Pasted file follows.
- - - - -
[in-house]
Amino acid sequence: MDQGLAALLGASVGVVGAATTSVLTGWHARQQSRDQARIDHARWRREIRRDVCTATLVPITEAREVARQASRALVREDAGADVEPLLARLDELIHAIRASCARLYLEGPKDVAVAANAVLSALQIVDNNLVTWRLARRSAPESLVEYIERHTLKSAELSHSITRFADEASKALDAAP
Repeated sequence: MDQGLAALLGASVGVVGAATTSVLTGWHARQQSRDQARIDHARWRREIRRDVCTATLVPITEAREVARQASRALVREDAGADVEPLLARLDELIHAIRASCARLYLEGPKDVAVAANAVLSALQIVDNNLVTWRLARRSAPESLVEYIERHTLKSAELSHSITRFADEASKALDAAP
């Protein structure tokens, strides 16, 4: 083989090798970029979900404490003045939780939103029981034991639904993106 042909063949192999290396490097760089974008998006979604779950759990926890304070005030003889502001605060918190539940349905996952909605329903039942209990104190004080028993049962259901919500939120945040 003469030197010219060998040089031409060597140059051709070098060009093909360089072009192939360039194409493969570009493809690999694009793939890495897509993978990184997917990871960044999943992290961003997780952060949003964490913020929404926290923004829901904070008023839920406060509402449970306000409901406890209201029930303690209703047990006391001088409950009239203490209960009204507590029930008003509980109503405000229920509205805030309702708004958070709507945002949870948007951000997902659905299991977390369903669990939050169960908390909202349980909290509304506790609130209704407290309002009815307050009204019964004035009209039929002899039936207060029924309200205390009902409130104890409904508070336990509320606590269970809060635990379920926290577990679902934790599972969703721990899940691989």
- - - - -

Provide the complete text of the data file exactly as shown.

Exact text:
[in-house]
Amino acid sequence: MDQGLAALLGASVGVVGAATTSVLTGWHARQQSRDQARIDHARWRREIRRDVCTATLVPITEAREVARQASRALVREDAGADVEPLLARLDELIHAIRASCARLYLEGPKDVAVAANAVLSALQIVDNNLVTWRLARRSAPESLVEYIERHTLKSAELSHSITRFADEASKALDAAP
Repeated sequence: MDQGLAALLGASVGVVGAATTSVLTGWHARQQSRDQARIDHARWRREIRRDVCTATLVPITEAREVARQASRALVREDAGADVEPLLARLDELIHAIRASCARLYLEGPKDVAVAANAVLSALQIVDNNLVTWRLARRSAPESLVEYIERHTLKSAELSHSITRFADEASKALDAAP
């Protein structure tokens, strides 16, 4: 083989090798970029979900404490003045939780939103029981034991639904993106 042909063949192999290396490097760089974008998006979604779950759990926890304070005030003889502001605060918190539940349905996952909605329903039942209990104190004080028993049962259901919500939120945040 003469030197010219060998040089031409060597140059051709070098060009093909360089072009192939360039194409493969570009493809690999694009793939890495897509993978990184997917990871960044999943992290961003997780952060949003964490913020929404926290923004829901904070008023839920406060509402449970306000409901406890209201029930303690209703047990006391001088409950009239203490209960009204507590029930008003509980109503405000229920509205805030309702708004958070709507945002949870948007951000997902659905299991977390369903669990939050169960908390909202349980909290509304506790609130209704407290309002009815307050009204019964004035009209039929002899039936207060029924309200205390009902409130104890409904508070336990509320606590269970809060635990379920926290577990679902934790599972969703721990899940691989």